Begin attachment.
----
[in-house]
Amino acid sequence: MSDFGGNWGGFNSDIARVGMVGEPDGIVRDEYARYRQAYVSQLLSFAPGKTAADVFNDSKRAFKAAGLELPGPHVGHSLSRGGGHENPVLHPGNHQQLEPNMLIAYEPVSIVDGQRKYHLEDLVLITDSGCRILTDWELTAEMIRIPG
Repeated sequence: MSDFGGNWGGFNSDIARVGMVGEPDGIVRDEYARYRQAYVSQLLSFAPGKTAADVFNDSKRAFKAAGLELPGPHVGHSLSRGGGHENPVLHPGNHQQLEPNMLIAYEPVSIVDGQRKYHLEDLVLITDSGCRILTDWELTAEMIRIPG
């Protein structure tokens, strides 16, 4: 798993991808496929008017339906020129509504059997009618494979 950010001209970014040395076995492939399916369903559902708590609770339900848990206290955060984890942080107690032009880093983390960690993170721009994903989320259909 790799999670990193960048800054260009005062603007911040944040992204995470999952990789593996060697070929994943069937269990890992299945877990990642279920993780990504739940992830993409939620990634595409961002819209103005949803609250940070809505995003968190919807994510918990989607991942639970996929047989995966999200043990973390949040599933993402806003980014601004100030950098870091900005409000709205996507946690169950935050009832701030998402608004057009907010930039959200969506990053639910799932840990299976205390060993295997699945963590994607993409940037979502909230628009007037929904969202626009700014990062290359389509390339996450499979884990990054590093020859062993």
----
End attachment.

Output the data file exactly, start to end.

[in-house]
Amino acid sequence: MSDFGGNWGGFNSDIARVGMVGEPDGIVRDEYARYRQAYVSQLLSFAPGKTAADVFNDSKRAFKAAGLELPGPHVGHSLSRGGGHENPVLHPGNHQQLEPNMLIAYEPVSIVDGQRKYHLEDLVLITDSGCRILTDWELTAEMIRIPG
Repeated sequence: MSDFGGNWGGFNSDIARVGMVGEPDGIVRDEYARYRQAYVSQLLSFAPGKTAADVFNDSKRAFKAAGLELPGPHVGHSLSRGGGHENPVLHPGNHQQLEPNMLIAYEPVSIVDGQRKYHLEDLVLITDSGCRILTDWELTAEMIRIPG
């Protein structure tokens, strides 16, 4: 798993991808496929008017339906020129509504059997009618494979 950010001209970014040395076995492939399916369903559902708590609770339900848990206290955060984890942080107690032009880093983390960690993170721009994903989320259909 790799999670990193960048800054260009005062603007911040944040992204995470999952990789593996060697070929994943069937269990890992299945877990990642279920993780990504739940992830993409939620990634595409961002819209103005949803609250940070809505995003968190919807994510918990989607991942639970996929047989995966999200043990973390949040599933993402806003980014601004100030950098870091900005409000709205996507946690169950935050009832701030998402608004057009907010930039959200969506990053639910799932840990299976205390060993295997699945963590994607993409940037979502909230628009007037929904969202626009700014990062290359389509390339996450499979884990990054590093020859062993």